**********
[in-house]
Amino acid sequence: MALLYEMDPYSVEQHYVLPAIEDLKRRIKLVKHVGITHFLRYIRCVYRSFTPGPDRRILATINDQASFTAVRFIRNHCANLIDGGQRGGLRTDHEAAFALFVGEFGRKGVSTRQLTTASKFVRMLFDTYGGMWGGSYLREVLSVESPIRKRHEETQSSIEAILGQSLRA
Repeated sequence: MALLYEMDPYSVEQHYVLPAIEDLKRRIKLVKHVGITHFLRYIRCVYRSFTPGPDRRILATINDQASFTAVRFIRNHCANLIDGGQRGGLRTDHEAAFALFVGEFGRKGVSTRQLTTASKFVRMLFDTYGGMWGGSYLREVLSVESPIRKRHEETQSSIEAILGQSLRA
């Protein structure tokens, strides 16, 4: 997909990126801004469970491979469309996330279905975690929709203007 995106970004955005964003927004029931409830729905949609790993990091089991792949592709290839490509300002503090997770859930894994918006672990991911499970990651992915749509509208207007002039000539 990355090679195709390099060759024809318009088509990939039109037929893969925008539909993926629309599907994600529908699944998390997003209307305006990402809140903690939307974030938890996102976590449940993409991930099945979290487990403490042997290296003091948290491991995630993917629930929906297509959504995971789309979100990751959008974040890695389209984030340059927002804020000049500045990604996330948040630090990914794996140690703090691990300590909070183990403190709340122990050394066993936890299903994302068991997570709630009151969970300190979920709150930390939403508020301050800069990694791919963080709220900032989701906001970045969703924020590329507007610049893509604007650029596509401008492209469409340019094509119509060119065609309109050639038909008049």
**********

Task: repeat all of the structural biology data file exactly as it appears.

[in-house]
Amino acid sequence: MALLYEMDPYSVEQHYVLPAIEDLKRRIKLVKHVGITHFLRYIRCVYRSFTPGPDRRILATINDQASFTAVRFIRNHCANLIDGGQRGGLRTDHEAAFALFVGEFGRKGVSTRQLTTASKFVRMLFDTYGGMWGGSYLREVLSVESPIRKRHEETQSSIEAILGQSLRA
Repeated sequence: MALLYEMDPYSVEQHYVLPAIEDLKRRIKLVKHVGITHFLRYIRCVYRSFTPGPDRRILATINDQASFTAVRFIRNHCANLIDGGQRGGLRTDHEAAFALFVGEFGRKGVSTRQLTTASKFVRMLFDTYGGMWGGSYLREVLSVESPIRKRHEETQSSIEAILGQSLRA
């Protein structure tokens, strides 16, 4: 997909990126801004469970491979469309996330279905975690929709203007 995106970004955005964003927004029931409830729905949609790993990091089991792949592709290839490509300002503090997770859930894994918006672990991911499970990651992915749509509208207007002039000539 990355090679195709390099060759024809318009088509990939039109037929893969925008539909993926629309599907994600529908699944998390997003209307305006990402809140903690939307974030938890996102976590449940993409991930099945979290487990403490042997290296003091948290491991995630993917629930929906297509959504995971789309979100990751959008974040890695389209984030340059927002804020000049500045990604996330948040630090990914794996140690703090691990300590909070183990403190709340122990050394066993936890299903994302068991997570709630009151969970300190979920709150930390939403508020301050800069990694791919963080709220900032989701906001970045969703924020590329507007610049893509604007650029596509401008492209469409340019094509119509060119065609309109050639038909008049």